“Lets have faith that right makes might; and in that faith let us, to the end, dare to do our duty as we understand it.” ― Abraham Lincoln
Five years ago, the U.S. Embassy warden for Ometepe Island moved back to the states. She asked me if I would be willing to take on the duties of the warden for the island and of course, I said I would.
My primary responsibility as a warden for the U.S. Embassy is to aid in communicating with my fellow U.S. citizens living and visiting Ometepe Island in the event of an emergency. So, I’d like to describe my volunteer position to you.
- My main responsibility as a volunteer is to assist consular sections in disaster preparedness, welfare & whereabouts, and alerting fellow Americans to emergency situations. Mainly, I am a messenger. We have a Google group and a Facebook page where I can send messages I receive to the community of expats on Ometepe Island.
- I facilitate distribution of routine administrative information (changes in section work hours, procedures, embassy closures, voting information) of interest to the U.S. private community. I also provide important, timely safety and security information, which might include the times and locations of upcoming local demonstrations, areas of potential unrest due to local celebrations or elections, or information about a specific medical issue.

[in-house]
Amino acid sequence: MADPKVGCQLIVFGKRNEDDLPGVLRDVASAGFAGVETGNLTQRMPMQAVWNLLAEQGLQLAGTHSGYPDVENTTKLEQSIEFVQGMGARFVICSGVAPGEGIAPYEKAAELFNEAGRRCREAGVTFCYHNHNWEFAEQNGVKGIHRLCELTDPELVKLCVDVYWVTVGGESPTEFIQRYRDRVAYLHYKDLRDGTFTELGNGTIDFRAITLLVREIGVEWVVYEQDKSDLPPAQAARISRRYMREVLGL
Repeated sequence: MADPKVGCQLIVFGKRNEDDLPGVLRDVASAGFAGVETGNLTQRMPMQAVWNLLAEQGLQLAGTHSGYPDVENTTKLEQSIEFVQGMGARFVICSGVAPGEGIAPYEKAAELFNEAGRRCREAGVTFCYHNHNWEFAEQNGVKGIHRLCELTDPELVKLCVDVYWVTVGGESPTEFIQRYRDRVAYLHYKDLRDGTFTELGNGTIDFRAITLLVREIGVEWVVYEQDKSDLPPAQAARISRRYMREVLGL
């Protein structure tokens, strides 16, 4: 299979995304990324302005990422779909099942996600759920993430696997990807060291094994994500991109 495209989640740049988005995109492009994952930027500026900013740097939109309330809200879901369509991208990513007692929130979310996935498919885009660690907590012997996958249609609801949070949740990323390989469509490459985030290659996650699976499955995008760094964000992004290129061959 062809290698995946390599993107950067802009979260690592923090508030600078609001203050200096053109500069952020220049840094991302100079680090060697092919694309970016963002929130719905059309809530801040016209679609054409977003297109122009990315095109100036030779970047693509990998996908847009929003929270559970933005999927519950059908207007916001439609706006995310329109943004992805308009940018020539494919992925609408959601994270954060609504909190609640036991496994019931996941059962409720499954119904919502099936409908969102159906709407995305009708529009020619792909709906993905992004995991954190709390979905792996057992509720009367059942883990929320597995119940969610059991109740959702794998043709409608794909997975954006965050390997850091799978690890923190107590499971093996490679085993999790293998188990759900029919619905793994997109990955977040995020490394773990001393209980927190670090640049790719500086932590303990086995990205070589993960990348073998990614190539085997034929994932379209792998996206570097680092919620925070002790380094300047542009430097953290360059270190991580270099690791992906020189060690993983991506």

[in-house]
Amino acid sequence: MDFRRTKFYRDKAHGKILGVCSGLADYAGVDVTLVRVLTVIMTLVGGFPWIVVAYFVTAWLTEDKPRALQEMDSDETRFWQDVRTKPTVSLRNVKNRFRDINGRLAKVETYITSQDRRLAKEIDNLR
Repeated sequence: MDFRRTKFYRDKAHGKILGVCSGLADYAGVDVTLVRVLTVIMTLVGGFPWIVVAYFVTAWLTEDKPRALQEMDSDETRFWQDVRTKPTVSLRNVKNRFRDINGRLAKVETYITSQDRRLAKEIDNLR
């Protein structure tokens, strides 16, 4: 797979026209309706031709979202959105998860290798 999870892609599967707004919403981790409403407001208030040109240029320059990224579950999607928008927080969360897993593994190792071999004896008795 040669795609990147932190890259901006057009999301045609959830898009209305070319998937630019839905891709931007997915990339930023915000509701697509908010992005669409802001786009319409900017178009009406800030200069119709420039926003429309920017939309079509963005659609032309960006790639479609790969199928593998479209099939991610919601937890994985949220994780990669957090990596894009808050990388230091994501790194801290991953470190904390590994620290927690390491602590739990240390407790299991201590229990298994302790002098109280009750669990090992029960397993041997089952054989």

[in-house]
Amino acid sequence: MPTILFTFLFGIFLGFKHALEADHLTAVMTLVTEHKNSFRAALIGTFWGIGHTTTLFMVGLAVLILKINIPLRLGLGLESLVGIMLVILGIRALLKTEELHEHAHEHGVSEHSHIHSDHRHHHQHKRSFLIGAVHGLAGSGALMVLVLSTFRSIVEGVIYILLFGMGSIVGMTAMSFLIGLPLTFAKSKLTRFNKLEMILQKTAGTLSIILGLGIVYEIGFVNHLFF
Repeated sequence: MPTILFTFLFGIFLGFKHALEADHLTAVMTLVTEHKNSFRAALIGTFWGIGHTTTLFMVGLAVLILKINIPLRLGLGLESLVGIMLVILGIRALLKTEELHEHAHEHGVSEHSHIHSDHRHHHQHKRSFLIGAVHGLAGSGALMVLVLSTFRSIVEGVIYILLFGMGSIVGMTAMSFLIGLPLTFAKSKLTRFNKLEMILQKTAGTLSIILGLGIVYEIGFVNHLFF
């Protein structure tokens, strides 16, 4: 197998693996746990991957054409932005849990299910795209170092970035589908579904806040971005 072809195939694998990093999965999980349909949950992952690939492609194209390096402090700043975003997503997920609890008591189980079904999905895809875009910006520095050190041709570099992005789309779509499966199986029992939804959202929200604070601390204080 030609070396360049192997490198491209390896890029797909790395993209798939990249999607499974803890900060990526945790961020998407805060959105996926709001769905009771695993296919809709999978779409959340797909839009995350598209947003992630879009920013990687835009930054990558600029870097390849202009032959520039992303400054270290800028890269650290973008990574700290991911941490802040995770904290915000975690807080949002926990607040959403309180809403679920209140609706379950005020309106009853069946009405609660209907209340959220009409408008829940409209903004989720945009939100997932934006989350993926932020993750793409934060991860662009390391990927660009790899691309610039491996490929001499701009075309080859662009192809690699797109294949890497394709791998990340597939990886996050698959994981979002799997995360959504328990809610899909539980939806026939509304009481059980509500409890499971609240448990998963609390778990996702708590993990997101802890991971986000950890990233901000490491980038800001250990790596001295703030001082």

- The U.S. Embassy sends me email messages and provides me with a contact list of all the U.S. Embassy wardens in Nicaragua. I am invited to July 4th celebrations at the Embassy. Although, I have yet to attend because it is a long trip to Managua, and I have to spend the night because I can’t get a ferry back to Ometepe Island after 5:30 pm.
Then, there are the situations that are beyond the call of duty. I am the one called when a U.S. citizen dies on Ometepe. I contact the embassy so that they can contact the relatives of the deceased. Usually, that is all I need to do. However, when there are no family members, I have helped to buy a coffin, wash and dress the deceased, and attend velas and funerals.
I organized a meeting with other wardens, embassy staff, lawyers, and doctors because I had so many questions about what happens when a U.S. citizen dies in Nicaragua.
Then I compiled the information and distributed it to all the U.S. wardens in Nicaragua.
Everything You Need to Know about Death of an Expat in Nicaragua
There are issues of lost passports, injured hikers, personal assaults, scams, medical emergencies, incarceration for breaking foreign laws, and recently I had a report of alleged child abuse by a U.S. citizen. Most of the time I never hear if these cases have been resolved, yet I do my duty and pass on the information to the U.S. Embassy in Managua when U.S. citizens find themselves in trouble abroad.